Audubon is dedicated to protecting birds and other wildlife and the habitat that supports them. Our national network of community-based nature centers and chapters, scientific and educational programs, and advocacy on behalf of areas sustaining important bird populations, engage millions of people of all ages and backgrounds in conservation. www.audubon.org
Bird Studies Canada administers regional, national, and international research and monitoring programs that advance the understanding, appreciation, and conservation of wild birds and their habitats. We are Canada’s national body for bird conservation and science, and we are a non-governmental charitable organization. www.birdscanada.org
Okay, so maybe this one’s not so decorative, but it’s popular among downy woodpeckers. In time for nesting season 2014, it’s getting a facelift complete with metal predator guard… thanks to squirrels, and my neighbor, Tom. Because the guard was attached without measuring the roof line (duh!) he re-fashioned it to fit perfectly under the roof. Our downy’s say thank you!
Although it may not seem like it… nesting season is under way! Even though there’s still snow, bird’s instincts tell them it’s time. With just a day or two of warmer temperatures and sunshine, there’s already less activity at feeders and more time spent scouting and claiming nest boxes.
So it’s time to get all possible nesting spots ready for vacancy! You may have to drag your ladder through the snow… what? You’re not crazy like us? Remove old nests, and be sure boxes are in good repair, securely attached to their mounts, with no loose or questionable parts. If the entries have been damaged or enlarged, simply attach a predator guard to remedy. Your birds will be pleased 🙂
Here’s one of our new decorative bird houses that won’t need repair because it’s vinyl and comes with metal predator guards already attached. In a stunning Merlot color for spring, it’s like a two-for-one, it will host two families in the dual nest compartments. Four entrances with two bedrooms are perfect for chickadees, bluebirds, titmice and other small backyard birds.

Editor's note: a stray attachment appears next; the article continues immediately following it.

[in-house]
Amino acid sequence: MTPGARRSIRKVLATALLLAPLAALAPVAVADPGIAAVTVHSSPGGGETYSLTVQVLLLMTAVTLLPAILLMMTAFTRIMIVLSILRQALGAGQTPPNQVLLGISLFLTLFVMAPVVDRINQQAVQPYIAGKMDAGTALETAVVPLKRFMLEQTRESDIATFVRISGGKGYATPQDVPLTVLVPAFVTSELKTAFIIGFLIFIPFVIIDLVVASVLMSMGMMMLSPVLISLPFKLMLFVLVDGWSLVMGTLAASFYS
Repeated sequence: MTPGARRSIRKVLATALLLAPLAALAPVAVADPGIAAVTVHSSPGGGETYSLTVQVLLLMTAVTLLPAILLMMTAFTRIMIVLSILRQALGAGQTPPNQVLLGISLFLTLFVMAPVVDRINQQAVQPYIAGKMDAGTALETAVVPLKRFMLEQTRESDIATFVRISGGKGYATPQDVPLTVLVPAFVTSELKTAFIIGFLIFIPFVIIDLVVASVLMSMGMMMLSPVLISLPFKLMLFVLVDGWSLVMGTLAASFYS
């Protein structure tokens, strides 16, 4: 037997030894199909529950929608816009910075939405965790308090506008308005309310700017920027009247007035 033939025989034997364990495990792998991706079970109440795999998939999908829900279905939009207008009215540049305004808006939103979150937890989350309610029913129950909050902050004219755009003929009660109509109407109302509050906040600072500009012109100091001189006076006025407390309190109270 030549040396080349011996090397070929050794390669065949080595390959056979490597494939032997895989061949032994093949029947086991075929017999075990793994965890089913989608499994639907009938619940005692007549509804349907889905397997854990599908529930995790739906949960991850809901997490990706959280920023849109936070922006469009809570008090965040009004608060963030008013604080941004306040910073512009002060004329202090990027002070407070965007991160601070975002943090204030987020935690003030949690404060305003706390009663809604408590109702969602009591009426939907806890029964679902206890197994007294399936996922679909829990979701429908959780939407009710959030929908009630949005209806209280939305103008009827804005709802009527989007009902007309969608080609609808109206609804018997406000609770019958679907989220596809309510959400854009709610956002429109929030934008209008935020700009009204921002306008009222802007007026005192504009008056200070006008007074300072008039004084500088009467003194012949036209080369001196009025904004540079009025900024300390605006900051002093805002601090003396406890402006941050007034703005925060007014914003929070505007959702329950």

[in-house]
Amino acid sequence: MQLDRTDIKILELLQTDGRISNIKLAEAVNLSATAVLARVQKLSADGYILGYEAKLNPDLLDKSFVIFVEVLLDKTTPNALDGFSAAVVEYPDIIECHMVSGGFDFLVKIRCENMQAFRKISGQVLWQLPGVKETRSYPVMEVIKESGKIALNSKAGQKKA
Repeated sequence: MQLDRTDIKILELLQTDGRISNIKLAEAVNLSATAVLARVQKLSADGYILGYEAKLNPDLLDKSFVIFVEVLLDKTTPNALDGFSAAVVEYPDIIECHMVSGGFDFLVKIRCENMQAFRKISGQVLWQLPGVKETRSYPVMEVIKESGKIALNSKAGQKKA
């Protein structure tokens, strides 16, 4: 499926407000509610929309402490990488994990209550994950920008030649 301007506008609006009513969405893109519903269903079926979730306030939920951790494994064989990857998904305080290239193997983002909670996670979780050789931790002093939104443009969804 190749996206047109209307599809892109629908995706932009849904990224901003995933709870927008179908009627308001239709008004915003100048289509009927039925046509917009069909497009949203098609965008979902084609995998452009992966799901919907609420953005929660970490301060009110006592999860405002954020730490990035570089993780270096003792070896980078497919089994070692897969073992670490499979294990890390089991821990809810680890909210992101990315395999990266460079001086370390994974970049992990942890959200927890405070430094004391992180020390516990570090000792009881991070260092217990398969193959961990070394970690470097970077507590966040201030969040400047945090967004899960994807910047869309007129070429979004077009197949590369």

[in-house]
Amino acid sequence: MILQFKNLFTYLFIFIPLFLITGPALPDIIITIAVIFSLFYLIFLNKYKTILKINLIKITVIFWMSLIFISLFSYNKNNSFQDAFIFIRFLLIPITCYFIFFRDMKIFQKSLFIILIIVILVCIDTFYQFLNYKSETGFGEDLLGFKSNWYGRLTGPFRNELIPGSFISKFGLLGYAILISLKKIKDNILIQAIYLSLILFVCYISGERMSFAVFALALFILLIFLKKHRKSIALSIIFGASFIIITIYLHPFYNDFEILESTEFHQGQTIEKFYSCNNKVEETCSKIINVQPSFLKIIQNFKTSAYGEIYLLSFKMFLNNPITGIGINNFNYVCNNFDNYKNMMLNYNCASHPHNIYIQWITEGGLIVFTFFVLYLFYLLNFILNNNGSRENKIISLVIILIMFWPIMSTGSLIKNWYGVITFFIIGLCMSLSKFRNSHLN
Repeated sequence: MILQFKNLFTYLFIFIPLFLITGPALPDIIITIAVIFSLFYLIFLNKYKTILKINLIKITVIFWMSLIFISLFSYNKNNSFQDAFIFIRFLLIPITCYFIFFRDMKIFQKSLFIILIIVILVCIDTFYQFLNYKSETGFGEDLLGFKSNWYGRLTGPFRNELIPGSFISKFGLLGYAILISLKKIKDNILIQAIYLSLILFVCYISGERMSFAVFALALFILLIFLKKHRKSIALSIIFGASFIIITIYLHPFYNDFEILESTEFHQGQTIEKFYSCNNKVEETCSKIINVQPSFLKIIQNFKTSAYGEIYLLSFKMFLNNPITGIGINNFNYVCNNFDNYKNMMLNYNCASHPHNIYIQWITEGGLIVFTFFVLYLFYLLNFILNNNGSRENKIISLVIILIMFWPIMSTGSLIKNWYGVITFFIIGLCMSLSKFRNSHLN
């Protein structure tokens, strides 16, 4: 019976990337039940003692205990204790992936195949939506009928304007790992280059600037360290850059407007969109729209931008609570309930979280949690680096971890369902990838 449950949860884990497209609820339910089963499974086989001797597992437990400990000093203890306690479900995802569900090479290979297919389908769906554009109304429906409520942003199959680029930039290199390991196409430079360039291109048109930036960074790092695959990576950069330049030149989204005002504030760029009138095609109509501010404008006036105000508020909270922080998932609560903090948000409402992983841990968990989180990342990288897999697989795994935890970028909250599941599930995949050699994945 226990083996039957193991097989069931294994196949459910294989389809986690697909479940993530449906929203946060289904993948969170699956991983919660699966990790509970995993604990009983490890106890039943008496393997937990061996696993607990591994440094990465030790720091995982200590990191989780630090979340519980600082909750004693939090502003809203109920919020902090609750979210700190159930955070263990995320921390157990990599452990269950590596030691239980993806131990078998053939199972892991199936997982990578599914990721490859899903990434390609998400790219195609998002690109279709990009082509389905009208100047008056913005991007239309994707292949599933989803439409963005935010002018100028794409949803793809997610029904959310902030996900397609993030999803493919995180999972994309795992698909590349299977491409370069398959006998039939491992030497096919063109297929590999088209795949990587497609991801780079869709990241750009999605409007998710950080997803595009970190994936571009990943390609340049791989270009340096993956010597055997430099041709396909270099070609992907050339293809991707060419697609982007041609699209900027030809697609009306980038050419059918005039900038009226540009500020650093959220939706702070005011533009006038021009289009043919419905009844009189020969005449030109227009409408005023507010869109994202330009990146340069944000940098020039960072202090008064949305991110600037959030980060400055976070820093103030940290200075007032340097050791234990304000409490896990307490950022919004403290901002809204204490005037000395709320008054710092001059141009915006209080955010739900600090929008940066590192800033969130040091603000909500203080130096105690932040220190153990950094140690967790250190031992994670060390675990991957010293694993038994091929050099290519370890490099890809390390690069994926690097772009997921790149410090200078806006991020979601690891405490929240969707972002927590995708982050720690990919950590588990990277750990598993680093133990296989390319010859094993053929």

Townies, the birds who live in the burbs are more likely to see early successful broods and fledges this year than their counterpart county birds. Townies have it good, with feeders, water and housing offered in many scattered backyards. Country birds have a tougher go of it with the miserable weather and what looks to be, a late spring. We hope for the best.
Competition for nest sites is tough out there!
So to help wild birds thrive, just pick out a new decorative bird house and nab 10% off, plus free shipping on $95 or more for President’s Day (all week)… our thanks for housing the birds 🙂
Wishing you a Happy Valentine’s Day
Here’s to thoughts of spring and hungry migrating sprites heading north~
Have your hummingbird feeders ready and filled before they get to your location! We know, with ice storms and and snow everywhere, this seems ridiculous… but it won’t be long before the tiny sprites start their long and exhausting journey!
Staked Mini-Blossoms by Parasol are a fun way to feed and watch these amazing birds. Place them alone or in pairs, in flower pots or right in the ground to catch some antics from a different vantage. Hand blown recycled glass, these feeders last – and hummingbirds love them! Cadmium and lead-free, they’re good for the birds 🙂
Now come on spring!